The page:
From Little, Brown Spark:
A “entertaining and enlightening” deep dive into the alcohol-soaked origins of civilization—and the evolutionary roots of humanity’s appetite for intoxication. (Daniel E. Lieberman, author of Exercised)
While plenty of entertaining books have been written about the history of alcohol and other intoxicants, none have offered a comprehensive, convincing answer to the basic question of why humans want to get high in the first place.
Drunk elegantly cuts through the tangle of urban legends and anecdotal impressions that surround our notions of intoxication to provide the first rigorous, scientifically-grounded explanation for our love of alcohol. Drawing on evidence from archaeology, history, cognitive neuroscience, psychopharmacology, social psychology, literature, and genetics, Slingerland shows that our taste for chemical intoxicants is not an evolutionary mistake, as we are so often told. In fact, intoxication helps solve a number of distinctively human challenges: enhancing creativity, alleviating stress, building trust, and pulling off the miracle of getting fiercely tribal primates to cooperate with strangers. Our desire to get drunk, along with the individual and social benefits provided by drunkenness, played a crucial role in sparking the rise of the first large-scale societies. We would not have civilization without intoxication.
From marauding Vikings and bacchanalian orgies to sex-starved fruit flies, blind cave fish, and problem-solving crows, Drunk is packed with fascinating case studies and engaging science, as well as practical takeaways for individuals and communities. The result is a captivating and long overdue investigation into humanity’s oldest indulgence—one that explains not only why we want to get drunk, but also how it might actually be good for us to tie one on now and then.
“Wide-ranging and provocative…Drunk helpfully synthesizes the literature, then underlines its most radical implication: Humans aren’t merely built to get buzzed—getting buzzed helped humans build civilization.”―The Atlantic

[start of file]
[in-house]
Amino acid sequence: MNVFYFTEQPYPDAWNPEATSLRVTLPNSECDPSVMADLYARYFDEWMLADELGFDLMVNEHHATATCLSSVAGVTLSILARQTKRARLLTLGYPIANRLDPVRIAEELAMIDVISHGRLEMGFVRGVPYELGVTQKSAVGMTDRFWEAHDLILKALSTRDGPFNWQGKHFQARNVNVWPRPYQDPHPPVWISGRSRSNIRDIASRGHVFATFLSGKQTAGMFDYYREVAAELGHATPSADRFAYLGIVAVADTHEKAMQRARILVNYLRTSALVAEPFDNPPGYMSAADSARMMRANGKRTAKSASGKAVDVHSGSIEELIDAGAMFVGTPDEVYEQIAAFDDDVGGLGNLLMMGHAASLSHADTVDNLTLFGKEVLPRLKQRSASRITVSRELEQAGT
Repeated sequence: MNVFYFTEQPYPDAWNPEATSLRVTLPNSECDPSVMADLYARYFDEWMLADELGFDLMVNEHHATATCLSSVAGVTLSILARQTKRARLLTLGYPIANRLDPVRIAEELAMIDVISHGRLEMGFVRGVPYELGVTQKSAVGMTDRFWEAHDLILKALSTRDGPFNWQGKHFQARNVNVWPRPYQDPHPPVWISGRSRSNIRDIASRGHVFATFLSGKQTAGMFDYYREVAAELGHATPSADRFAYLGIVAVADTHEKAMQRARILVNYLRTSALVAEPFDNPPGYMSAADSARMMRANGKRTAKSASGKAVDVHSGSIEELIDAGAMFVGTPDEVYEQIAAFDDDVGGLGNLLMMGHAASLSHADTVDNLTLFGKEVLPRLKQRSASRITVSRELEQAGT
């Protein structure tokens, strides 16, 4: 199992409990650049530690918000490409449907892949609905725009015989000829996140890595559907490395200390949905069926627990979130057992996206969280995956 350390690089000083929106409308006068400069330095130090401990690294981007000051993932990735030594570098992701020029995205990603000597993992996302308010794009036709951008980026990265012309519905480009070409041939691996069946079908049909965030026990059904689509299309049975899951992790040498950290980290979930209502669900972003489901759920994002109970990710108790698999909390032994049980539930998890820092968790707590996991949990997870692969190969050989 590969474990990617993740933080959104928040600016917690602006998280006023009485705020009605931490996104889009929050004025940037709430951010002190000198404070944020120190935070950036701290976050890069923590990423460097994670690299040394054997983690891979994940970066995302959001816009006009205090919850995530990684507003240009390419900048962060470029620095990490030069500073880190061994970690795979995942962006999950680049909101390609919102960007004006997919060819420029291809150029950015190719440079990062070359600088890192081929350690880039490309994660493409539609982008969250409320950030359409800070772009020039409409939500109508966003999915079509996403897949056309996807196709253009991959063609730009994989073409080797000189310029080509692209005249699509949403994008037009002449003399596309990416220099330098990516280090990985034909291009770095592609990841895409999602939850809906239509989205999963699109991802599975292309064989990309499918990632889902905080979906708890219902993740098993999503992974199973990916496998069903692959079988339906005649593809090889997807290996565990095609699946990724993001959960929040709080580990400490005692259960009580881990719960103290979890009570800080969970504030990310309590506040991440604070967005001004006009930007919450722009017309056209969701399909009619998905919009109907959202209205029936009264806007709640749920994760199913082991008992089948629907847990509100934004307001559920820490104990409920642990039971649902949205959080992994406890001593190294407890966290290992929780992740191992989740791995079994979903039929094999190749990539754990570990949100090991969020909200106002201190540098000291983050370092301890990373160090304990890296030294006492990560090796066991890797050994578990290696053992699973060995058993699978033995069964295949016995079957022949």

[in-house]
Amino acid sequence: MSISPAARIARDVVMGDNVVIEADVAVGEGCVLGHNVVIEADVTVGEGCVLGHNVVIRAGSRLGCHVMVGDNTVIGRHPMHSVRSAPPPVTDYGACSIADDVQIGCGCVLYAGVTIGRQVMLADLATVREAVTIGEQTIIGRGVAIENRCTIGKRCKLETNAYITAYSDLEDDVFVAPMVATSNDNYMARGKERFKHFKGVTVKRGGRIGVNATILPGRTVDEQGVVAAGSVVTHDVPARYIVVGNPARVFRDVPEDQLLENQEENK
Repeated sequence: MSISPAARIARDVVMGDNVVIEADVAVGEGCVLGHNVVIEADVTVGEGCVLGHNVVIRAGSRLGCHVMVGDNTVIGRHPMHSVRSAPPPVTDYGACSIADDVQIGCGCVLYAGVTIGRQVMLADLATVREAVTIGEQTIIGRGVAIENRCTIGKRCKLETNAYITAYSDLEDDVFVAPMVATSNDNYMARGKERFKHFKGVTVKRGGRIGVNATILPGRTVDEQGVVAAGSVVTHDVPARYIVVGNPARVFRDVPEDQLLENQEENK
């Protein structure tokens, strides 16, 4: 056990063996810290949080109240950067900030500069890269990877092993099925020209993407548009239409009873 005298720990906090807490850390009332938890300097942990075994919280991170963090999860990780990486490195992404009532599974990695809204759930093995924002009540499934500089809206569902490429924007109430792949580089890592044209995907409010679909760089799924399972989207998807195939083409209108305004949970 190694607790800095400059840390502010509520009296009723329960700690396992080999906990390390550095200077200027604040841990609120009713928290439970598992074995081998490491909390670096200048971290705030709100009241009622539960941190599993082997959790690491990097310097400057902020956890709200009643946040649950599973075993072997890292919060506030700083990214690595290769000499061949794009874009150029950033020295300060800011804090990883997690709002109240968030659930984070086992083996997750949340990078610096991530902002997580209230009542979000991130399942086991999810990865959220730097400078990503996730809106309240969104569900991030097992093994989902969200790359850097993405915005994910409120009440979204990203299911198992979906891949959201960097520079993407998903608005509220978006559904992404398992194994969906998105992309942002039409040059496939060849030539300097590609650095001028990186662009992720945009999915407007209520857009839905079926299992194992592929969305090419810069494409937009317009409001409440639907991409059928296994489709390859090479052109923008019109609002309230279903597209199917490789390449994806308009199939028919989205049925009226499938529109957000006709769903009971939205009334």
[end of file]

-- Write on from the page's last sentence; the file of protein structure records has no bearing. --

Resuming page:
“Absorbing…Slingerland makes a compelling case that human societies have been positively shaped by alcohol.”―The Wall Street Journal
“Engrossing. This heady book is best savored as a fresh take on a contentious topic.”―New Scientist
“Compelling and, above all, a whole lot of irreverent fun.”―Smithsonian Magazine
“Drunk is one of those rare, enthralling books that is as entertaining as it is enlightening. Slingerland’s uproarious and erudite exploration of the history, anthropology, and science of intoxicants will revolutionize how you drink and think.”―Daniel E. Lieberman, Edwin M Lerner II Professor of Biological Sciences at Harvard University, and author of Exercised
“Drunk is a punchy and stimulating intellectual cocktail that takes a fresh look at one of our species’ most puzzling obsessions—our routine consumption of sublethal dosages of a psychoactive poison. Despite a deep erudition that effortlessly weaves together history, anthropology, genetics, and chemistry, Slingerland’s book feels like a chat with an old friend over a couple of pints. You’ll learn a lot, but you won’t notice, because you’ll be so entertained.”―Joseph Henrich, author of The WEIRDest People in World, and Professor and Chair of Human Evolutionary Biology at Harvard University
“Does booze make us human? In this wide-ranging, provocative, and very funny exploration, Edward Slingerland makes an excellent case that intoxication is a powerful force for trust and love. From the first paragraph about the appeal of masturbation, Twinkies, and alcohol, to the rousing ending where Slingerland urges us to leave a place for ecstasy in our lives, Drunk is a delight.”―Paul Bloom, author of Against Empathy: The Case for Rational Compassion